God in His Word exhorts us to “earnestly contend for the faith which was once delivered unto the saints’’ (Jude 3). This exhortation is for the Church of all time. In 1924, when the issue of sovereign and particular grace again came to a head, there were saints who earnestly contended for that faith. This led to the break from the Christian Reformed Church and the founding of our own Protestant Reformed Churches. It is obvious, therefore, that our Churches stand in the line of the Reformation, of Calvin and of Dordt and are the true Church of the Reformation, even though we are only a small part of the Church universal.

The Synod of the Christian Reformed Church, which met every two years, met in June of 1924. On the 18th of June the Synod adopted the three points of common grace. These three points said that God has a favorable attitude toward all men, that there is a restraint of sin in the life of man and of society in general because of the work of the Holy Spirit in their hearts, and that the unregenerate, though incapable of spiritual good, are able to perform civic good. The Christian Reformed Church had departed from the truths of the Scriptures.

The Reverends Hoeksema, Danhof, and Ophoff and their consistories had been strongly opposed to these three points before the Synod met and had expressed their opposition by written pamphlets and by simply refusing to preach the three points of common grace. The Synod was aware of this opposition and a committee advised Synod to admonish Danhof and Hoeksema and demand from them that they promise to abide by the three points and refrain from making propaganda for their dissenting views regarding the three points. If they did not, they would be disciplined. Synod did not accept this advice.

In August of 1924, Classis Grand Rapids East informed the Consistory of Eastern Avenue that their minister, Rev. Hoeksema, had to sign the three points of common grace. This he refused to do. A special meeting was held by Classis from November 19 – December 12 to deal with the matter of the Eastern Avenue Church and Rev. Hoeksema.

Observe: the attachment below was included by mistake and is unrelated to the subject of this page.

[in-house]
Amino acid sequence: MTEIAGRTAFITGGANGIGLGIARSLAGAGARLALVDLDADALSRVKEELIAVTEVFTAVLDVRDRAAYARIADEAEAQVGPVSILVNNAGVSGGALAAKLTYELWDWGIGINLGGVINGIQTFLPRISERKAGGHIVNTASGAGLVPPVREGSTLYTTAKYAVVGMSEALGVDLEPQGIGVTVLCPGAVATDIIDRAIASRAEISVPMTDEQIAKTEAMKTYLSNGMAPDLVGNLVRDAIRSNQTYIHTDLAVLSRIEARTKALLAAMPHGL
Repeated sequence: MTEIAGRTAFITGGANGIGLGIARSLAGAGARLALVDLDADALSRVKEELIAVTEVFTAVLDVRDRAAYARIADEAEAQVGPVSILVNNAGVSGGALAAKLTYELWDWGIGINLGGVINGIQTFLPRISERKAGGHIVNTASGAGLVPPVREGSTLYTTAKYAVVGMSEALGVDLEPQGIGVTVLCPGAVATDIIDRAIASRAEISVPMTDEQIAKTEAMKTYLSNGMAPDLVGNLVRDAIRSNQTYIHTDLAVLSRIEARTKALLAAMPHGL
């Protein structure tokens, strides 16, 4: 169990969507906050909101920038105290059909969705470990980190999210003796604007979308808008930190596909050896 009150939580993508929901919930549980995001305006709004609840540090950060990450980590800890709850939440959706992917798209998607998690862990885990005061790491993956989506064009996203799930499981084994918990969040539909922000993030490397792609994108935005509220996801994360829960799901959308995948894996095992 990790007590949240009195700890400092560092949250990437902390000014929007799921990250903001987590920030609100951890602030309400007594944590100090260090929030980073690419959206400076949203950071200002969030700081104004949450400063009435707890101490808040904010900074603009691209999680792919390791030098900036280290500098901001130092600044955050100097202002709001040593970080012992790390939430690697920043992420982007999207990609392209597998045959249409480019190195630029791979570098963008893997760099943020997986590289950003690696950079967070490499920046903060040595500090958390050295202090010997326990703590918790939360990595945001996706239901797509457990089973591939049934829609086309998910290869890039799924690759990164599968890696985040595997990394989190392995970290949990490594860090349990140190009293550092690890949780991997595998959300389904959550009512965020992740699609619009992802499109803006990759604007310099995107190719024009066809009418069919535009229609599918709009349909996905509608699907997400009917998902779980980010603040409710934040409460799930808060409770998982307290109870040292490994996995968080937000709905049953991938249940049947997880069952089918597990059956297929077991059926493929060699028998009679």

On December 9, 1924, the Consistory of Eastern Avenue Christian Reformed Church was deposed and Rev. Hoeksema suspended because of their refusal to abide by the decision of Synod with respect to the three points.

On January 24, 1925, Classis Grand Rapids West deposed and suspended the Reverends Ophoff and Danhof and their consistories. The break was sealed. Even though these ministers had appealed their case to the Synod of 1926, this appeal was ignored by the Synod of 1926 and by that time the Protestant Reformed denomination was well established.

On January 29, 1925, Rev. Hoeksema and the Consistory of the Eastern Avenue Christian Reformed Church, Rev. Ophoff and the Consistory of the Hope Christian Reformed Church, and Rev. Danhof and the Consistory of First Kalamazoo Christian Reformed Church met in the basement of Eastern Avenue Church of Grand Rapids, Michigan. They appointed a committee to consider the matter of organization and outline a program for future action.

These three Consistories met again on March 6 and the committee reported. The decision was made to form a temporary organization on the basis of the Act of Agreement. This Act of Agreement stated the reason for the temporary organization, the adoption of the Three Forms of Unity as their Confessions, and the intention to address their appeal to the Synod of 1926. The temporary organization was given the name: “The Protesting Christian Reformed Churches.”

The men present at this meeting reached another very important decision. They agreed on a plan of action for circulating propaganda on their views regarding the three points.